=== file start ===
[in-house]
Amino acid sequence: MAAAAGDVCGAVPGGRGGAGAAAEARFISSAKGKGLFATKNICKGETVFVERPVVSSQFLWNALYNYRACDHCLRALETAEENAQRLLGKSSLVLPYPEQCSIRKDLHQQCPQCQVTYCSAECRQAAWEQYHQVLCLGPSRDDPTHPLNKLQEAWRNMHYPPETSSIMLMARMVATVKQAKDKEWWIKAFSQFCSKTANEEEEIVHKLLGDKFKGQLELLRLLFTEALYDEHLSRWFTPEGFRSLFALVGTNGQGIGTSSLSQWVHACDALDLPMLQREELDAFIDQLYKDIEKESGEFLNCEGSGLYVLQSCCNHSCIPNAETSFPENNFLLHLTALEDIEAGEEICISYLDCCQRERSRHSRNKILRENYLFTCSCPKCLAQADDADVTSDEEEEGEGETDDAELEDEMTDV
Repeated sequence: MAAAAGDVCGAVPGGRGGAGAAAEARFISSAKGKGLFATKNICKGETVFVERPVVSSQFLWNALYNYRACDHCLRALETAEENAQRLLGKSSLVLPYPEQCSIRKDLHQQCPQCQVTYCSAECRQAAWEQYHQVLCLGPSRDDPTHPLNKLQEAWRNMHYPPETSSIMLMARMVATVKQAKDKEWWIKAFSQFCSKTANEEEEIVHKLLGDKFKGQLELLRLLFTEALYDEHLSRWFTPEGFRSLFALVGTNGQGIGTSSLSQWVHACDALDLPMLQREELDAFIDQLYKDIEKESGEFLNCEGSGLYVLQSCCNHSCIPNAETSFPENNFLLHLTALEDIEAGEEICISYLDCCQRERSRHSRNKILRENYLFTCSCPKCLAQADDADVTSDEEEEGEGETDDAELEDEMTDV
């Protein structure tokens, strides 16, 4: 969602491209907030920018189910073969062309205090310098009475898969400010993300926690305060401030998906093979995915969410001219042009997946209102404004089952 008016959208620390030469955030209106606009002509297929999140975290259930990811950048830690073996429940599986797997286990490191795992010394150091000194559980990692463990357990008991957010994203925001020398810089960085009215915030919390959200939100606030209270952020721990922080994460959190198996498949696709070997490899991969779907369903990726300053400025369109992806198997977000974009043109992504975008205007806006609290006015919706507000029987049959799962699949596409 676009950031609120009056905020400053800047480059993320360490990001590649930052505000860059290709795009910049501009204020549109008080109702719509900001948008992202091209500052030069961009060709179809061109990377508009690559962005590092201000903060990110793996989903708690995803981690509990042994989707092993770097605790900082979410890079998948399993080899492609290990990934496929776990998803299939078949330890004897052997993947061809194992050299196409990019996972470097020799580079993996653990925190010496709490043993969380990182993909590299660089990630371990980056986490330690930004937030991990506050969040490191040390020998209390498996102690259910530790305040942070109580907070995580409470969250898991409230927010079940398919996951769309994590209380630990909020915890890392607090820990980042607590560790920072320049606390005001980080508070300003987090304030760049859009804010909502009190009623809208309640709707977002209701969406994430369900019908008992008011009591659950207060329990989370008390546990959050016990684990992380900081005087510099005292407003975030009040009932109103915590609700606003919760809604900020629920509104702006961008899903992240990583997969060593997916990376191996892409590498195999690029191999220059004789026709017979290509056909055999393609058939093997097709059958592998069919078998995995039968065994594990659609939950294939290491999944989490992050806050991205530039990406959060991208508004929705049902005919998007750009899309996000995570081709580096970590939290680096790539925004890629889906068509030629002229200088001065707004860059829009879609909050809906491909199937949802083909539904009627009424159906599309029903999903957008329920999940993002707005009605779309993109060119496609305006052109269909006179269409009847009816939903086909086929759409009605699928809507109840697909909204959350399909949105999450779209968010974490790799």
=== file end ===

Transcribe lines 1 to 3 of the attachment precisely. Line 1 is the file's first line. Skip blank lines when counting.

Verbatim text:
[in-house]
Amino acid sequence: MAAAAGDVCGAVPGGRGGAGAAAEARFISSAKGKGLFATKNICKGETVFVERPVVSSQFLWNALYNYRACDHCLRALETAEENAQRLLGKSSLVLPYPEQCSIRKDLHQQCPQCQVTYCSAECRQAAWEQYHQVLCLGPSRDDPTHPLNKLQEAWRNMHYPPETSSIMLMARMVATVKQAKDKEWWIKAFSQFCSKTANEEEEIVHKLLGDKFKGQLELLRLLFTEALYDEHLSRWFTPEGFRSLFALVGTNGQGIGTSSLSQWVHACDALDLPMLQREELDAFIDQLYKDIEKESGEFLNCEGSGLYVLQSCCNHSCIPNAETSFPENNFLLHLTALEDIEAGEEICISYLDCCQRERSRHSRNKILRENYLFTCSCPKCLAQADDADVTSDEEEEGEGETDDAELEDEMTDV
Repeated sequence: MAAAAGDVCGAVPGGRGGAGAAAEARFISSAKGKGLFATKNICKGETVFVERPVVSSQFLWNALYNYRACDHCLRALETAEENAQRLLGKSSLVLPYPEQCSIRKDLHQQCPQCQVTYCSAECRQAAWEQYHQVLCLGPSRDDPTHPLNKLQEAWRNMHYPPETSSIMLMARMVATVKQAKDKEWWIKAFSQFCSKTANEEEEIVHKLLGDKFKGQLELLRLLFTEALYDEHLSRWFTPEGFRSLFALVGTNGQGIGTSSLSQWVHACDALDLPMLQREELDAFIDQLYKDIEKESGEFLNCEGSGLYVLQSCCNHSCIPNAETSFPENNFLLHLTALEDIEAGEEICISYLDCCQRERSRHSRNKILRENYLFTCSCPKCLAQADDADVTSDEEEEGEGETDDAELEDEMTDV